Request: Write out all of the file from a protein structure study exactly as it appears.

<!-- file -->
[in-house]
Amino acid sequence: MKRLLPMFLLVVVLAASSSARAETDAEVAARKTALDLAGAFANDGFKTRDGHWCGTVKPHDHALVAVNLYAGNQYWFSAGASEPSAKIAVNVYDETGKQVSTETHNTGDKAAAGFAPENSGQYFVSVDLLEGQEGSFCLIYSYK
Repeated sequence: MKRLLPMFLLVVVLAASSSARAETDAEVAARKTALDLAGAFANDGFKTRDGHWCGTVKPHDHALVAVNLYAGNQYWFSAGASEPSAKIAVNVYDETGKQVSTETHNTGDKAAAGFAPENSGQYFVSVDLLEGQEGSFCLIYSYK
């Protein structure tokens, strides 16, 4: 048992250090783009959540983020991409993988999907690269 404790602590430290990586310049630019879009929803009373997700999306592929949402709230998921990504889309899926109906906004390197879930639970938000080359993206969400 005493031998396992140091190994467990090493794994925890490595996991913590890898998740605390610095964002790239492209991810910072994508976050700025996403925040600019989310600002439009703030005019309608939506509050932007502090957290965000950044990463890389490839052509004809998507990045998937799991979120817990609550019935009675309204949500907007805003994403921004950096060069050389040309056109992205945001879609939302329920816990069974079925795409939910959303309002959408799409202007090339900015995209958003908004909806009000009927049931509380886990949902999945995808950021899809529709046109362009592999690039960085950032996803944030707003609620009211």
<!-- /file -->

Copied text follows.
[in-house]
Amino acid sequence: MKRLLPMFLLVVVLAASSSARAETDAEVAARKTALDLAGAFANDGFKTRDGHWCGTVKPHDHALVAVNLYAGNQYWFSAGASEPSAKIAVNVYDETGKQVSTETHNTGDKAAAGFAPENSGQYFVSVDLLEGQEGSFCLIYSYK
Repeated sequence: MKRLLPMFLLVVVLAASSSARAETDAEVAARKTALDLAGAFANDGFKTRDGHWCGTVKPHDHALVAVNLYAGNQYWFSAGASEPSAKIAVNVYDETGKQVSTETHNTGDKAAAGFAPENSGQYFVSVDLLEGQEGSFCLIYSYK
């Protein structure tokens, strides 16, 4: 048992250090783009959540983020991409993988999907690269 404790602590430290990586310049630019879009929803009373997700999306592929949402709230998921990504889309899926109906906004390197879930639970938000080359993206969400 005493031998396992140091190994467990090493794994925890490595996991913590890898998740605390610095964002790239492209991810910072994508976050700025996403925040600019989310600002439009703030005019309608939506509050932007502090957290965000950044990463890389490839052509004809998507990045998937799991979120817990609550019935009675309204949500907007805003994403921004950096060069050389040309056109992205945001879609939302329920816990069974079925795409939910959303309002959408799409202007090339900015995209958003908004909806009000009927049931509380886990949902999945995808950021899809529709046109362009592999690039960085950032996803944030707003609620009211």